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things regarding the working class. i think for donald trump to be successful he has to get back to the message that was effective for him which was one that can be heard by the working class and can be accepted by people who have lost their jobs to trade deal, et cetera. >> you talked about unconventional strategy. larry was on fox and friends this morning. he brought up a couple other states to that list. i want to play the sound bite for you and get your reaction. take a listen. >> when you combine some of these states you get electoral college packets that are as large as the big states. so it's worth taking a look at some of these other states. for example, trump is doing better than expected in both iowa and nevada. now, i have no idea whether he will end up actually carrying them in november. but in iowa, for example, he's led in a couple polls within the margin of error. >> larry went on to say pennsylvania, ohio, north carolina, florida. iowa and nevada are all states we should be looking at. garland, is he using
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unconventional strategy and targeting those states and if he is not, should he be? >> well, definitely, he should be. for this reason. if you look at barack obama's big win, i mean, north carolina, virginia, states that indiana, states that hadn't been traditionally won by democrats. so certainly if drurch wants to win being unconventional candidate he's going to have to take a different path than republicans traditionally take and go with a different message than republicans traditionally take. >> sean, i want to move the conversation forward. pundits say that he's losing browned ground with the voter block that we thought was going on the guaranteed. will he reverse his energy to get those voters back in the future sdm. >> he is peeling -- people are -- he's losing people. that's why the numbers are changing. and he is going to -- he can be competitive in iowa. the demographics there are good for him. it's a very white demographic. nevada is interesting because it's just a lot of working class people. i think those are the types of
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people that make pennsylvania in play. and i think he's right. in the clip you showed he said he had to win pennsylvania, i think that's probably true. the question is whether he can or not. i know that north carolina is going to be difficult for him. and florida is kind of a wild card. if he loses florida he's going to have to piece together quite a bit of different party electoral party map to win it. >> we see him spending a lot of time in connecticut. garland, is there a strategy that maybe we're not aware of? like you said, he's unconventional. there are states that in are play that may not have been in play in years past. is he going to be maybe throwing us some curveballs here in the future? >> wryeah. and it looks to me his campaign recognizes something. we are very, very early. a poll in early to mid august doesn't tell you much. once the conversation really starts to narrow to the ush shus that are polling the highest with the american people, i think we're going to see the numbers get a little bit closer. so from my perspective i think that none of -- neither of the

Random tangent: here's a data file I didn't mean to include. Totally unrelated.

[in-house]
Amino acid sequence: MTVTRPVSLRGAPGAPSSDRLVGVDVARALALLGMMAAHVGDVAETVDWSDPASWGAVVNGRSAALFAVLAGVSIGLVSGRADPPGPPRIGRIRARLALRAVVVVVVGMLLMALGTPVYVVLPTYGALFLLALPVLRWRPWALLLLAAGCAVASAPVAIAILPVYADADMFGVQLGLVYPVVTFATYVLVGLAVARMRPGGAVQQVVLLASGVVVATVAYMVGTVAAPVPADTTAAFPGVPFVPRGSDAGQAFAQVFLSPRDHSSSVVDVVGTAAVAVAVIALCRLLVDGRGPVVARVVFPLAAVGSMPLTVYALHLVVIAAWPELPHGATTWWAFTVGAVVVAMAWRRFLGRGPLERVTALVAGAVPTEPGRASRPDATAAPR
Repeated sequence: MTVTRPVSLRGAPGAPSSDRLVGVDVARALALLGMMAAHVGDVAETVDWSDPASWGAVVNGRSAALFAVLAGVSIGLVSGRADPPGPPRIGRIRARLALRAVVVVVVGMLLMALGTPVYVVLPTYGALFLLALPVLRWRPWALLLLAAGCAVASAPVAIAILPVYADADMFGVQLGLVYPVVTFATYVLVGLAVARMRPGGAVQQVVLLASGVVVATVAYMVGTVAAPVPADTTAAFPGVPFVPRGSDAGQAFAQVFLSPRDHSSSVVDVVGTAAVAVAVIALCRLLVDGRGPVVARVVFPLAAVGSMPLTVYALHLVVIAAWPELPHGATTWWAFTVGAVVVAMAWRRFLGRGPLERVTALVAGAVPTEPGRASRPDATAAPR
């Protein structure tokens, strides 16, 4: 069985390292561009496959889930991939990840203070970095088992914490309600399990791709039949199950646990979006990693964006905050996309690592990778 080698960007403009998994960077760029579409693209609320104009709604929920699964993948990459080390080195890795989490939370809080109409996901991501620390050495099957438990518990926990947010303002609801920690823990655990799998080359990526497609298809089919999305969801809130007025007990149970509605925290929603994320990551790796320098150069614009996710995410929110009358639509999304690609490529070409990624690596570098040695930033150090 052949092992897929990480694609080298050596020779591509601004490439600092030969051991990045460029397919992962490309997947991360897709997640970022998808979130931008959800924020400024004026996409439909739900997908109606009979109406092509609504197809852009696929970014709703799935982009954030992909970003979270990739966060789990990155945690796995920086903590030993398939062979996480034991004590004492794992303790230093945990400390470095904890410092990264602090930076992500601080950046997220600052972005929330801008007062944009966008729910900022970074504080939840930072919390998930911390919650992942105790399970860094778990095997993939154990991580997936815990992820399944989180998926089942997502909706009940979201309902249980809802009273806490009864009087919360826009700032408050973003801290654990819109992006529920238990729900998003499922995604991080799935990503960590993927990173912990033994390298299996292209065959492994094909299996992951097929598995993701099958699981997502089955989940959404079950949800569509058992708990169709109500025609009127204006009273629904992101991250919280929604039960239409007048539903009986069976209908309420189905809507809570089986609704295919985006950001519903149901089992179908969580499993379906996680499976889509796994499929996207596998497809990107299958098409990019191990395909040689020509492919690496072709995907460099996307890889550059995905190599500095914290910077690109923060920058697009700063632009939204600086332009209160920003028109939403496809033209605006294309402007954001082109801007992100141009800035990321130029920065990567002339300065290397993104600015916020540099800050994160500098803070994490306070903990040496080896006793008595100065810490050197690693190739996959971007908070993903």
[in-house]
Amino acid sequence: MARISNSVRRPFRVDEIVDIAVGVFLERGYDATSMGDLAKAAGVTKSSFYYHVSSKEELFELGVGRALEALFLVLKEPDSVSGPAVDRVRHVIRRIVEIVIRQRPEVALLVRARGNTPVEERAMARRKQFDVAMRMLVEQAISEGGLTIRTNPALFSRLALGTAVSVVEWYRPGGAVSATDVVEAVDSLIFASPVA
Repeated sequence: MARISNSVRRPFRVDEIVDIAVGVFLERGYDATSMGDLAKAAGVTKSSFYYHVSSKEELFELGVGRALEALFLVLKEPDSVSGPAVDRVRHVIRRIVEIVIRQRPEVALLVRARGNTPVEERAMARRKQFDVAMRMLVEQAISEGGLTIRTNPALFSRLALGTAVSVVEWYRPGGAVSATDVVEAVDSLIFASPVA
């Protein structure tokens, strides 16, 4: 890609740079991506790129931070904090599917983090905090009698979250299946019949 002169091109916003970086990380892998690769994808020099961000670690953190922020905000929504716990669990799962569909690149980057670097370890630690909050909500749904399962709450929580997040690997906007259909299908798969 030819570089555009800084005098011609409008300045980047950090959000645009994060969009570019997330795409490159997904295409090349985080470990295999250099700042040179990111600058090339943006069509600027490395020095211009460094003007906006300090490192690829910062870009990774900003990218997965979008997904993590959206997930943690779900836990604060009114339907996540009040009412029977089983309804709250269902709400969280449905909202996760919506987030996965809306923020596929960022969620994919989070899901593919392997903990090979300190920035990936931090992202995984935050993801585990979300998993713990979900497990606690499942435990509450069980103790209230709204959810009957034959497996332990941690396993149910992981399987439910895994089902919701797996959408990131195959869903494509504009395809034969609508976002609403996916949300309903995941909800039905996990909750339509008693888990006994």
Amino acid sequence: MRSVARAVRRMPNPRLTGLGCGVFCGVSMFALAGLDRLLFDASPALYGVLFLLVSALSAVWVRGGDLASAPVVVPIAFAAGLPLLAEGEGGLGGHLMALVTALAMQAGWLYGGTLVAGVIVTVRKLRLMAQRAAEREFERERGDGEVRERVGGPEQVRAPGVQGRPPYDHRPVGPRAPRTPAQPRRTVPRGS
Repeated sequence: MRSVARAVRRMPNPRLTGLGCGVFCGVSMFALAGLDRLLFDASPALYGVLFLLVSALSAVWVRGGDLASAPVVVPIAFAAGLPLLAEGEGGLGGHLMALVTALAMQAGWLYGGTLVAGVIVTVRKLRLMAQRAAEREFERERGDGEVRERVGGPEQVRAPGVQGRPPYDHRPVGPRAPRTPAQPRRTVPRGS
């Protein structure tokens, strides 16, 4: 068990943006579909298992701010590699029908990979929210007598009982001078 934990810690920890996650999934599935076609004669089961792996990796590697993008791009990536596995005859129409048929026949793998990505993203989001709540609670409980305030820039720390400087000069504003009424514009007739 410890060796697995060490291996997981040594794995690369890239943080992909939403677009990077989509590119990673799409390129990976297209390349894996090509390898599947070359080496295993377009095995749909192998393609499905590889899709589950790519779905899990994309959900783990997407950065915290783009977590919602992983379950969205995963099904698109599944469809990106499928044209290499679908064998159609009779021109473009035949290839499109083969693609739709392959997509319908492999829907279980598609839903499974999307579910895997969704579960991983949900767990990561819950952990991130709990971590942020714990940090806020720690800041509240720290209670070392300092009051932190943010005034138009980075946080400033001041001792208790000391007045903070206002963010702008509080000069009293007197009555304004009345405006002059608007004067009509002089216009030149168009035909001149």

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candidates should narrow themselves down to any state because the numbers are going to change in a lot of areas and keep your options open. >> sean, in the interest of time, last word. >> well, i think i are garland, this is a wide open field. this is not traditional in any sense. so there's going to be a lot of interesting states to watch. >> not traditional and not boring. gentlemen, thank you so much for joining us. we hope to have you back. >> glad to be here. our breaking news coverage continues. another train attack in europe. six injured on a train in switzerland. is a knife wielding man sets the train car on fire and stabs others. live to switzerland when we come back. i have asthma... ...one of many pieces in my life. so when my asthma symptoms kept coming back on my long-term control medicine. i talked to my doctor and found a missing piece in my asthma treatment with breo. once-daily breo prevents asthma symptoms. breo is for adults with asthma not well controlled on a long-term asthma control medicine,
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fox news alert as we learn more information about that train attack in switzerland. it happened about 5 1/2 hours ago. so far we know six people including a young boy stabbed
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and the train car set on fire by a lone suspect. the train was traveling along switzerland's far eastern border near austria. grn reporter is covering the story from zurich. sarah, any word on, more on the attacker, his condition, where is he, those kinds of things? >> we know that he himself has been hurt by the flames. he is currently at the hospital. we don't know more about his condition. >> in this attack, did it happen when the train was in the station or did they have to get the train to the station in order to be able to rescue some of these people who had been injured? >> it was running. the train was running. and then a button was pressed so it stopped. >> it stopped if you pressed an emergency button. >> yes. >> there are so many other attack on trains throughout europe. one in germany. a guy with an ax. we also saw the one with the u.s. soldiers saved possibly